|Publication number||US4300665 A|
|Application number||US 06/143,795|
|Publication date||Nov 17, 1981|
|Filing date||Apr 25, 1980|
|Priority date||Apr 25, 1980|
|Publication number||06143795, 143795, US 4300665 A, US 4300665A, US-A-4300665, US4300665 A, US4300665A|
|Inventors||John C. Arechaga|
|Original Assignee||Ametek, Inc.|
|Export Citation||BiBTeX, EndNote, RefMan|
|Patent Citations (4), Referenced by (21), Classifications (8), Legal Events (1)|
|External Links: USPTO, USPTO Assignment, Espacenet|
This invention is in the field of self-retracting reels for electrical cord.
Self-retracting reels for electrical cord are well-known to the prior art. It is also known to provide such reels with a spring motor, a fixed ratchet and a pawl having a first stop position for engaging the ratchet to stop the reel from rewinding the cord and a second position for permitting the reel to rewind the cord. Reference may be had to Husted U.S. Pat. No. 2,976,959 and Ewald U.S. Pat. No. 2,270,283, the disclosures of both of these patents being incorporated herein by reference.
It is also known to use remote switches in association with such cord reels which can be actuated by movement of the cord in order to lessen the hazard of such equipment when used in an environment which may contain explosive gases or liquids. Such remote switch is disclosed in U.S. Pat. No. 3,904,843 disclosing a ball attached near the outer end of the cord and adapted to rock a switch operating member when the cord is fully retracted. The latter system presents a number of problems. First, when the cord is being unwound there is a tendency for the cord to engage the arm and rotate it periodically causing the light to flicker. It is also possible for the ball to get out of engagement with the rotatable arm when the cord is fully wound, thus causing gravity to rotate the arm and the light to go on.
A switch device is used in a self-retracting cord reel having a housing, a rotating drum, and an electrical cord having a portion thereof wound on the drum, a spring motor for rewinding the cord on the drum, a ratchet, a pawl having a first stop position for engaging the ratchet to stop the reel from rewinding the cord and a second position permitting the reel to rewind the cord, the positioning of the pawl being controlled by the movement of the reel with the cord. A switch is secured to the drum in circuit with the cord and is biased to one of its two positions. Switch operating mechanism is adapted to be moved by the pawl for placing the switch in the other position when the pawl is in its stop position.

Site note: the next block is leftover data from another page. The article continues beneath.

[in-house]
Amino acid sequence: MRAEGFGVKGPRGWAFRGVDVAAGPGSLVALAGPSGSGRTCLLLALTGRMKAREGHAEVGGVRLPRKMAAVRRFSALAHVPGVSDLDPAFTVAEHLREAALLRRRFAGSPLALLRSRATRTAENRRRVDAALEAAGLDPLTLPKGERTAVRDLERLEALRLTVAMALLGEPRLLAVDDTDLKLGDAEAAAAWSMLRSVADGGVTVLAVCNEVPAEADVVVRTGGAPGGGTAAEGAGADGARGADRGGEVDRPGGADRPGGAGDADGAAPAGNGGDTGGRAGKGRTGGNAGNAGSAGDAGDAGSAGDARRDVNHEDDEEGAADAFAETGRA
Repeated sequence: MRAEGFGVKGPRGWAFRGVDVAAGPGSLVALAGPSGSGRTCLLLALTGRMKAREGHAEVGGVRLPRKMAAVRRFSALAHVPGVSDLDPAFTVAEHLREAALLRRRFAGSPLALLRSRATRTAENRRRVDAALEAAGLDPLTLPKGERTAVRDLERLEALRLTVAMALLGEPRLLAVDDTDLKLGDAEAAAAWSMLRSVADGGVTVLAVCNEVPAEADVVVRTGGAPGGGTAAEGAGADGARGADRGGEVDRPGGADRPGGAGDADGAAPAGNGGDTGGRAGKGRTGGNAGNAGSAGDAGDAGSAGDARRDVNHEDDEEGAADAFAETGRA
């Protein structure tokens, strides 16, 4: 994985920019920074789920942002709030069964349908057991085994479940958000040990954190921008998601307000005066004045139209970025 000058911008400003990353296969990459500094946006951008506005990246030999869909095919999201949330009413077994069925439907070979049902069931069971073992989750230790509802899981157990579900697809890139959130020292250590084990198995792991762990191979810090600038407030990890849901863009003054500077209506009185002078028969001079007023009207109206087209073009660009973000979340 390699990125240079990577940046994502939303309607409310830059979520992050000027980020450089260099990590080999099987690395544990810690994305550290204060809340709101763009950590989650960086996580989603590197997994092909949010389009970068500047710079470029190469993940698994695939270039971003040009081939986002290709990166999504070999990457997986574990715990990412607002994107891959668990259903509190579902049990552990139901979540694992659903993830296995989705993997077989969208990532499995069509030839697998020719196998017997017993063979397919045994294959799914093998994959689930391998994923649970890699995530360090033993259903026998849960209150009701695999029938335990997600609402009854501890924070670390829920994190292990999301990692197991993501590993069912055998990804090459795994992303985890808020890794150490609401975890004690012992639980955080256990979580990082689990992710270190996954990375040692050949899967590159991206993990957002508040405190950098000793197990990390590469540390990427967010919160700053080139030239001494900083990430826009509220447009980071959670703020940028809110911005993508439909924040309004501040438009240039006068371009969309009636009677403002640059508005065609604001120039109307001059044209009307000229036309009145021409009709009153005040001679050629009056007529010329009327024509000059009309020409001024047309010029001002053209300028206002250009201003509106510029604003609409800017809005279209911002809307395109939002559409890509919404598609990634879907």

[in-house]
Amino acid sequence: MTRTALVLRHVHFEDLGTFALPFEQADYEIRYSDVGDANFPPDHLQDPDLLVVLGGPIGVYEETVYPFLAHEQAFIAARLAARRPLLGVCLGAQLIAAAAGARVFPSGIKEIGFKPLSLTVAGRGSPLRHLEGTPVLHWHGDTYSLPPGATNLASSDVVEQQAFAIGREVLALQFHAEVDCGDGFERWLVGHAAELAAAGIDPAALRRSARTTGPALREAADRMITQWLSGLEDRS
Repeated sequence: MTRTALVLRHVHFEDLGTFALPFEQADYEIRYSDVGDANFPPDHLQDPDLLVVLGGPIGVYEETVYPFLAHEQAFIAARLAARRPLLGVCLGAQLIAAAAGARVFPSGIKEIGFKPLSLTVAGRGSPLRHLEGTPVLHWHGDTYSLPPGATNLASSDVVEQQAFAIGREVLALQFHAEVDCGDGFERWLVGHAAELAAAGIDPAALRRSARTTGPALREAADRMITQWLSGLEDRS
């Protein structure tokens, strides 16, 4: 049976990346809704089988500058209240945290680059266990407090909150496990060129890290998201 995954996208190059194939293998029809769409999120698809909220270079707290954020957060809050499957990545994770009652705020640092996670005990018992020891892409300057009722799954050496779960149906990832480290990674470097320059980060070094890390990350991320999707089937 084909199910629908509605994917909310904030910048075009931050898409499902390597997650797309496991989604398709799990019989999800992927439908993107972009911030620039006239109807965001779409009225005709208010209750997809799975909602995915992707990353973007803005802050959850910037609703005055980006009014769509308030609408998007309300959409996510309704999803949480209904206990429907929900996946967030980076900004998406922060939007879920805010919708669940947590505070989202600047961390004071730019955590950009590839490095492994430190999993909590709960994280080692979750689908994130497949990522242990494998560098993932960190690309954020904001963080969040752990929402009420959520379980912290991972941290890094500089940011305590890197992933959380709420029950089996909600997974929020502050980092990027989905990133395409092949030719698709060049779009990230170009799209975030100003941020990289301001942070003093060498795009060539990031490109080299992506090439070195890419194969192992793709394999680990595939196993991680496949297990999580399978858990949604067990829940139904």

FIG. 1 is a vertical section through the axis of the arbor of a device in accordance with the invention.
FIG. 2 is a sectional view taken on the plane indicated by the line 2--2 in FIG. 1.
FIG. 3 is a sectional view taken on the plane indicated by the line 3--3 in FIG. 1.
FIG. 4 is a rear elevation of the device of FIG. 1 with the cover plate removed.
FIG. 5 is an elevational view, partially broken away, showing the grommet through which the electrical cord passes.
FIGS. 6 through 11 are schematic views showing the various relative positions of the rachet and the pawl of the device of FIG. 1 in various steps of the operation of the device.
A self-retracting cord reel 2 (FIG. 1) has a pair of cup-shaped housing members 4 and 6 which have a grooved resilient band 8 therebetween (FIG. 2). Housing members 4 and 6 are provided with trunnions 14 and 16, respectively, which are adapted to be received by a mounting bracket (not shown) for suspending the cord reel from an overhead member such as a beam.